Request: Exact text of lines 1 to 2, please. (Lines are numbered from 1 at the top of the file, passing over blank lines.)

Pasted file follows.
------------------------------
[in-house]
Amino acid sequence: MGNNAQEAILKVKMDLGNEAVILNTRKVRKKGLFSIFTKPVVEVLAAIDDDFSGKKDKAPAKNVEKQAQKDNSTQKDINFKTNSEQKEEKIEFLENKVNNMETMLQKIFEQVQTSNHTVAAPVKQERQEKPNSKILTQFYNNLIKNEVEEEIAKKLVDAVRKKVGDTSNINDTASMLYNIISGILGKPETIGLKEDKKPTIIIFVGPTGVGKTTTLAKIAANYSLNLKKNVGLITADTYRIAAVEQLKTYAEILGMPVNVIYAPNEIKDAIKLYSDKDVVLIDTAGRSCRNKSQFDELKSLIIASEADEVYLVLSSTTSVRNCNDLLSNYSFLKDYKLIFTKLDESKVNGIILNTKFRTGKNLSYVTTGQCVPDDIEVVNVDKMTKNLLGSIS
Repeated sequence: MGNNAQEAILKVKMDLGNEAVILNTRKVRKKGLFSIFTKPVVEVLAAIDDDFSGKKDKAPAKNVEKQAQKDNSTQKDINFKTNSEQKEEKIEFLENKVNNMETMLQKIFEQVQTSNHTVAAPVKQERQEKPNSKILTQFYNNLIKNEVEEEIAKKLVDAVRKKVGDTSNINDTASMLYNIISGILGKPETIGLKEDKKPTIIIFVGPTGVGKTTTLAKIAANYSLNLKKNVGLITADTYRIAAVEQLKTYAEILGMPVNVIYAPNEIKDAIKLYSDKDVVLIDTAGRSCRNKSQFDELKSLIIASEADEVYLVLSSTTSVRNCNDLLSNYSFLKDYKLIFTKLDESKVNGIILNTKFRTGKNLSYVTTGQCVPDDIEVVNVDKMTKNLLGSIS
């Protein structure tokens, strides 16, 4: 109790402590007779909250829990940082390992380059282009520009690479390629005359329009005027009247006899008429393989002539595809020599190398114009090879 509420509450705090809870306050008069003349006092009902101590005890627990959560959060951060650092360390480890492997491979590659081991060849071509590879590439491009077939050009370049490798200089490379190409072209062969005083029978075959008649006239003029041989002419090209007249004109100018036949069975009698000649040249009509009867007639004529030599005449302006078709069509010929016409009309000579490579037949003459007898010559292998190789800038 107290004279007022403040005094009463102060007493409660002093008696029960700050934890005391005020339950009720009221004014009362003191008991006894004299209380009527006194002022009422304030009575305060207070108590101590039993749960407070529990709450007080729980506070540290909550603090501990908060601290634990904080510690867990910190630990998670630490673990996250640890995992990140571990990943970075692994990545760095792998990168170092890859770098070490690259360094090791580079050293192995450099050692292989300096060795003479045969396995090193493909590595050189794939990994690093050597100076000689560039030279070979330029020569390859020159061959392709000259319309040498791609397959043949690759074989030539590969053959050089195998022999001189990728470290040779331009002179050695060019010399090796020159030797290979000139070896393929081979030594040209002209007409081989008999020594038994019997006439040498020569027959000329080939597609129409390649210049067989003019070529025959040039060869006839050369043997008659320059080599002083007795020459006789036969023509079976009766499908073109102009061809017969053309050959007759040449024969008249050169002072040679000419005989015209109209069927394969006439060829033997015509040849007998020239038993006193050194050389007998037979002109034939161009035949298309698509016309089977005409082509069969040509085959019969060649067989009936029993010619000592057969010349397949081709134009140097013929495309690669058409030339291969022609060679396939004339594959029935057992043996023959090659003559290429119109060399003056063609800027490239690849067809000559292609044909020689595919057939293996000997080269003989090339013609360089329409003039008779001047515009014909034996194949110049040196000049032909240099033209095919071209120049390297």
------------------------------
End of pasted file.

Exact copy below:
[in-house]
Amino acid sequence: MGNNAQEAILKVKMDLGNEAVILNTRKVRKKGLFSIFTKPVVEVLAAIDDDFSGKKDKAPAKNVEKQAQKDNSTQKDINFKTNSEQKEEKIEFLENKVNNMETMLQKIFEQVQTSNHTVAAPVKQERQEKPNSKILTQFYNNLIKNEVEEEIAKKLVDAVRKKVGDTSNINDTASMLYNIISGILGKPETIGLKEDKKPTIIIFVGPTGVGKTTTLAKIAANYSLNLKKNVGLITADTYRIAAVEQLKTYAEILGMPVNVIYAPNEIKDAIKLYSDKDVVLIDTAGRSCRNKSQFDELKSLIIASEADEVYLVLSSTTSVRNCNDLLSNYSFLKDYKLIFTKLDESKVNGIILNTKFRTGKNLSYVTTGQCVPDDIEVVNVDKMTKNLLGSIS